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The Secret History of STAR WARS: UNDERWORLD

What if I told you that there was a live-action Star Wars TV series that had 50 episodes ready to go nearly a decade before The Mandalorian premiered on Disney+, but it was ultimately gobbled up by the Sarlacc pit of development hell? Chances are you’ve heard its name in hushed whispers on the Outer Rim of Star Wars fandom: Star Wars: Underworld. No Bothan spies need die to bring you this information though; simply digging through the archives and parsing through the sacred texts will let you uncover the story of the not-so-little Star Wars show that couldn’t.

Described as “Deadwood in space” and “Empire on steroids,” Star Wars: Underworld, as it has come to be known, was first announced by George Lucas at Star Wars Celebration III back in 2005. It was a prestige TV show trying to exist in a time before studios were willing to shell out the big bucks for the small screen.

After making The Young Indiana Jones Chronicles in the ‘90s, Lucas became enamored once more with making television. Producer Rick McCallum teased that Lucas envisioned this new project being “somewhere like 100 hours between Episode III and Episode IV,” placing it in that 19-year period between the Prequel Trilogy and the Original Trilogy in which films like Rogue One and upcoming series like the Cassian Andor Disney+ series take place.

Boba Fett and other bounty hunters

In a 2008 interview with Star Wars Insider, McCallum described Underworld as “a much darker, much more character-based thing. It’s not as plot driven [as the movies].” McCallum added that the series would be “about brand new characters, a group of people that we haven’t seen yet, except Boba Fett, who will be an instrumental part of it” and that “the series will also showcase other bounty hunters.” Sounding familiar?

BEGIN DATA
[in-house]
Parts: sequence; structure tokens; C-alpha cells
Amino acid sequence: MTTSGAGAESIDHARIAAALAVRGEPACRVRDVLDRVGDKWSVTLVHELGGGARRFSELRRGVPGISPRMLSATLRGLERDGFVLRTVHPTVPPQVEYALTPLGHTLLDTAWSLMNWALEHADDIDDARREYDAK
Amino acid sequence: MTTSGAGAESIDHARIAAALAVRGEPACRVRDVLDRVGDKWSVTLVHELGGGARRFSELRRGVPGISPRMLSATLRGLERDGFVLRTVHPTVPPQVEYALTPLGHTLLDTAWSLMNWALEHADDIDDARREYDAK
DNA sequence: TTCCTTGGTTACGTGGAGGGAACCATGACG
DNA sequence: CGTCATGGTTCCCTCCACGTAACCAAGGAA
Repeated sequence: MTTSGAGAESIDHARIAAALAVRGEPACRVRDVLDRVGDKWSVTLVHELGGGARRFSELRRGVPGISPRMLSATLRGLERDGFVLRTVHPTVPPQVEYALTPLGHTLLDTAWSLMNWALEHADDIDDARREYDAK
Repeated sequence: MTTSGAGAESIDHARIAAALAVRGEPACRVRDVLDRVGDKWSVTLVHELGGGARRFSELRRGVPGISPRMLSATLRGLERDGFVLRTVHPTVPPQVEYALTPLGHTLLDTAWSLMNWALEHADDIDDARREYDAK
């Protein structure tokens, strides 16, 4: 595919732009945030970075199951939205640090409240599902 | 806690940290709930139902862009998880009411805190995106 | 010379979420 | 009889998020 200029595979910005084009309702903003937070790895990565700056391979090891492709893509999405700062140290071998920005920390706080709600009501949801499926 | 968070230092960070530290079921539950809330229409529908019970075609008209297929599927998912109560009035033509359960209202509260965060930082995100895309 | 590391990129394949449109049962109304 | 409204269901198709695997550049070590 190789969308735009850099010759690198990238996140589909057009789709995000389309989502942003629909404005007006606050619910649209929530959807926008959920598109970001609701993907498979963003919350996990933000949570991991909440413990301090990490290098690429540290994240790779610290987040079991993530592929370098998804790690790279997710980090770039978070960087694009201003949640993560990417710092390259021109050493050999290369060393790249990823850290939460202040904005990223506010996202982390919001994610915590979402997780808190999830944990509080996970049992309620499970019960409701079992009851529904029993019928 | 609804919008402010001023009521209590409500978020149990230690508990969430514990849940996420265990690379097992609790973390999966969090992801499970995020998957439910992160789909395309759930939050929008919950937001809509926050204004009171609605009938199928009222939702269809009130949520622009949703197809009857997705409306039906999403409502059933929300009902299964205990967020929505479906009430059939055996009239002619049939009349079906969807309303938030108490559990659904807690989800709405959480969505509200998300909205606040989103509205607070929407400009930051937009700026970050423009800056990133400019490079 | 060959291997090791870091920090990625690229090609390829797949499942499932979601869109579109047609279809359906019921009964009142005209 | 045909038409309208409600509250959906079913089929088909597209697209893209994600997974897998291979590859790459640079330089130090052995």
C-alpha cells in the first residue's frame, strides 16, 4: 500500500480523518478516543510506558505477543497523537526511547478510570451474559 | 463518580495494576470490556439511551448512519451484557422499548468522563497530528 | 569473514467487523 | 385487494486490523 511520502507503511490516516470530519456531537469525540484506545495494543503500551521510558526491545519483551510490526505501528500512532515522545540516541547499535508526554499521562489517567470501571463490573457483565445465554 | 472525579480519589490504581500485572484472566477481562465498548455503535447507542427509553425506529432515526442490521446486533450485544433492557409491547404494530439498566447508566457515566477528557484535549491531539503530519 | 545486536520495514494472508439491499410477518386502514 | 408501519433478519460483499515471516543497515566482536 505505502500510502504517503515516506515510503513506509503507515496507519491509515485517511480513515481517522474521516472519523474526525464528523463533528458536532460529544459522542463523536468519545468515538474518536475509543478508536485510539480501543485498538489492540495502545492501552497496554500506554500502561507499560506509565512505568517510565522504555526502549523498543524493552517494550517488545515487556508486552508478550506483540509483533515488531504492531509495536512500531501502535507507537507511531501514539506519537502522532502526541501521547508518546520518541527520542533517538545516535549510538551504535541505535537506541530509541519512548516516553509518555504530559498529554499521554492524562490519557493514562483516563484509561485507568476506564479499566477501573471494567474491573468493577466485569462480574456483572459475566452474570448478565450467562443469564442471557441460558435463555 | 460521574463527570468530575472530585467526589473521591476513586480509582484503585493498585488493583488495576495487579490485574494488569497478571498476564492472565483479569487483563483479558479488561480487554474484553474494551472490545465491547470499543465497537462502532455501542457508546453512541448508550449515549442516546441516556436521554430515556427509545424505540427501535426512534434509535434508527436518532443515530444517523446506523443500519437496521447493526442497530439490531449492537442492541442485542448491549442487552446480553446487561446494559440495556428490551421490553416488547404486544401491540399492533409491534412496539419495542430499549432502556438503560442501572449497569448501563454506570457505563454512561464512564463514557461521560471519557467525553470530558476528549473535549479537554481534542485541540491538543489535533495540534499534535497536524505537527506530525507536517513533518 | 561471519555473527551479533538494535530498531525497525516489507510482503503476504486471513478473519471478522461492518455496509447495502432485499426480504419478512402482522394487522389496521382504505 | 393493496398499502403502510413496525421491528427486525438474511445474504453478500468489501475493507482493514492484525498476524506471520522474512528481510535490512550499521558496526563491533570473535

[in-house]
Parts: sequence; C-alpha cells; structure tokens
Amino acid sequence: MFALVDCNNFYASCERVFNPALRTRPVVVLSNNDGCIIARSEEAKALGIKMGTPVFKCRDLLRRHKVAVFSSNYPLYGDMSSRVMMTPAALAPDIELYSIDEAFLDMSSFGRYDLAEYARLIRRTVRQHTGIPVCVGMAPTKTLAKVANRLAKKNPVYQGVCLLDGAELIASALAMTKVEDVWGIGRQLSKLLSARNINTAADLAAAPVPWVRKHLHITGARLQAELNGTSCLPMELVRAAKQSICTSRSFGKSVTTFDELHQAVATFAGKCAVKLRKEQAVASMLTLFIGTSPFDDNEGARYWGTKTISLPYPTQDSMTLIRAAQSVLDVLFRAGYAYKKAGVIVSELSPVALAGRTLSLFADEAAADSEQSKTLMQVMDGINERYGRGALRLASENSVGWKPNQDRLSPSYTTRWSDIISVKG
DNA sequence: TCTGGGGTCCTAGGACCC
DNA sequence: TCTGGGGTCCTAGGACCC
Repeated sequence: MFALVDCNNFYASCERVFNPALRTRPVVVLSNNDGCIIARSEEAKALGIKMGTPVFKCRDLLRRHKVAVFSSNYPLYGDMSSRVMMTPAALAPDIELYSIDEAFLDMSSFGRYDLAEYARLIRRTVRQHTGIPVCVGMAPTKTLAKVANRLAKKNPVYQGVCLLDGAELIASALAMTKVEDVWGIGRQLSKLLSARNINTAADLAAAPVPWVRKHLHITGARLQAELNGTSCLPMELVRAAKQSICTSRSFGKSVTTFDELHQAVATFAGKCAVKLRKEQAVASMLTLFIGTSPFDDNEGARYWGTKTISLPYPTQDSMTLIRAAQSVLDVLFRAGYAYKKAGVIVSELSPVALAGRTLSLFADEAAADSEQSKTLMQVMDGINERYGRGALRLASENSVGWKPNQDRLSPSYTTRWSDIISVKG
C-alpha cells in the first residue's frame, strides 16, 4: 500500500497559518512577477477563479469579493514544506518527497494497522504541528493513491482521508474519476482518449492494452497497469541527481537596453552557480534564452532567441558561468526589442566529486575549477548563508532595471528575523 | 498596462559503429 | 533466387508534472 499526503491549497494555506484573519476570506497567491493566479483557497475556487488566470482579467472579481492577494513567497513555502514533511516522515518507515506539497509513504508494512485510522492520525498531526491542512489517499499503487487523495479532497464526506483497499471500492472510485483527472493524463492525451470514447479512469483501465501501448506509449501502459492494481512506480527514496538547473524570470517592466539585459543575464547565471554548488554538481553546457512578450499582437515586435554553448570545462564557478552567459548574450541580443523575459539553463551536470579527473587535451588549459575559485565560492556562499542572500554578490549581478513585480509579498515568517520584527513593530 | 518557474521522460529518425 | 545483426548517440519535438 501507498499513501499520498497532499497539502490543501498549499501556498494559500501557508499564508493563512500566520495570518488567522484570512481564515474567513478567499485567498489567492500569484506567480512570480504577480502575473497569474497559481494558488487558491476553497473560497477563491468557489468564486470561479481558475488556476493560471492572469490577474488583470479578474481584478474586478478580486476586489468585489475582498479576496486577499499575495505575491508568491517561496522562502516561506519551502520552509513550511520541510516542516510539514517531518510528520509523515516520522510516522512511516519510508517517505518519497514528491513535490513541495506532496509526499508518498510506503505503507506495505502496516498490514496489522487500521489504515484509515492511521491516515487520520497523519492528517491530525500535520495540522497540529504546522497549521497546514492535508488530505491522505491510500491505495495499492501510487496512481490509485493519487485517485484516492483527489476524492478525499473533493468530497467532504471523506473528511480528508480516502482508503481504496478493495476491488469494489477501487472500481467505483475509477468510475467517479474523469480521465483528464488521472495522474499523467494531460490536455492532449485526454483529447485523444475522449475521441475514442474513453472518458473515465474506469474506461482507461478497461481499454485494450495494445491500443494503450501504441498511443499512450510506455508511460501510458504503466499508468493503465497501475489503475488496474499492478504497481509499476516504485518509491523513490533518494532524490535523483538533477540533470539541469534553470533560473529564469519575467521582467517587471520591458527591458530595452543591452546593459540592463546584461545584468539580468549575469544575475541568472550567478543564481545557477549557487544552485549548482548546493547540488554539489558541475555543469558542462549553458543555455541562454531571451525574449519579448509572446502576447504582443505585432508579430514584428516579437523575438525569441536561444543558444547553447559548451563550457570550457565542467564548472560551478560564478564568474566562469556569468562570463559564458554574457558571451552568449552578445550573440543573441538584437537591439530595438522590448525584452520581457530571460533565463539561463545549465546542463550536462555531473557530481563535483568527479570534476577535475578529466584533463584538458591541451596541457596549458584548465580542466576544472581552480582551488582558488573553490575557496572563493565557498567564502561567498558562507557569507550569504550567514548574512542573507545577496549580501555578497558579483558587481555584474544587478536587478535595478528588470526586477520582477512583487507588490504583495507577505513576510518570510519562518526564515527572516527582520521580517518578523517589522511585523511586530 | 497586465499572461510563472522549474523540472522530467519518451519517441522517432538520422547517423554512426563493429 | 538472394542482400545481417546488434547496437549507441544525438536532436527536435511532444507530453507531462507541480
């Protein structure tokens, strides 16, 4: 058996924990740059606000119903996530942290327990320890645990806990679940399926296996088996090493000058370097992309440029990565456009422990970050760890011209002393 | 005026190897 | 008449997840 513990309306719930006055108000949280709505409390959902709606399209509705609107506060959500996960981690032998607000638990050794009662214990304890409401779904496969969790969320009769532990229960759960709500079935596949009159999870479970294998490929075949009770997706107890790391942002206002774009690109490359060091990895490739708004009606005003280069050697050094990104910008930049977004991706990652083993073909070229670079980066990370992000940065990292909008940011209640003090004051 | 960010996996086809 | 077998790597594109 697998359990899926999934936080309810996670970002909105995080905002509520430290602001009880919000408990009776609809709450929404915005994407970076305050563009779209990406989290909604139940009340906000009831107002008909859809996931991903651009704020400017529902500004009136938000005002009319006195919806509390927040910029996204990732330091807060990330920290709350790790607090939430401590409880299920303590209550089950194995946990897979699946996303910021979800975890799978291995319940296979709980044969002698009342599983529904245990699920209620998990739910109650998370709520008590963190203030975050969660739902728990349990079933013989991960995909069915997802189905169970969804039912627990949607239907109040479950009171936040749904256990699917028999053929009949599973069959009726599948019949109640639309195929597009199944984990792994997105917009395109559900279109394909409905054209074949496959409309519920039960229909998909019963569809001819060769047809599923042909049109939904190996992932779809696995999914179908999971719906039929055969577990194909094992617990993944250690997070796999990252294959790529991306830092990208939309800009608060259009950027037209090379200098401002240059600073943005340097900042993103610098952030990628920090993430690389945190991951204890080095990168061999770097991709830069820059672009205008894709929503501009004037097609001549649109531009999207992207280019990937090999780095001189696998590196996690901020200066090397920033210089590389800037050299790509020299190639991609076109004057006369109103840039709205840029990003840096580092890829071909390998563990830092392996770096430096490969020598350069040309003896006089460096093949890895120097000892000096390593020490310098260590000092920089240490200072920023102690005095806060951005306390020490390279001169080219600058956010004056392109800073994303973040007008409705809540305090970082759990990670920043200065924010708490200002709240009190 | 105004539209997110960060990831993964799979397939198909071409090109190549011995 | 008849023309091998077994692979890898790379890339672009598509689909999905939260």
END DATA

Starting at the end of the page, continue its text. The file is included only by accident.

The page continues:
Except this wasn’t going to be a story about Boba Fett learning the trials and travails of fatherhood as he looked after a sweet baby Yoda of his very own; it was said to set in the seedy underbelly of Coruscant, giving us insight into a world of criminals, outlaws, and operatives making their ill-gotten gains against a backdrop of a galaxy under the Imperial boot.

To bring this grimy galaxy far far away to life, Lucas and McCallum enlisted a murderer’s row of genre writers. They interviewed hundreds of writers from around the world before settling on a group including Battlestar Galactica’s Ronald D. Moore, Life on Mars’ Matthew Graham, and Doctor Who’s Chris Chibnall, as well as Fiona Seres, Tony McNamara, Terry Cafolla, Louise Fox, and Stephen Scaia.

Lucas and McCallum had grand plans to make 100 episodes, with the potential to expand to up to 400. To do so, their Rebel Alliance of writing talent would, according to Ronald D. Moore, “gather at Skywalker Ranch periodically, every couple of months and break stories and write scripts” alongside Lucas.

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In classic George Lucas fashion, the 25 scripts he originally wanted soon ballooned into 50. “George wanted to create twenty-five scripts for a season,” Matthew Graham told Den of Geek in 2016. “And then he was enjoying the process so much that he wanted to carry on and do two seasons’ worth of scripts.”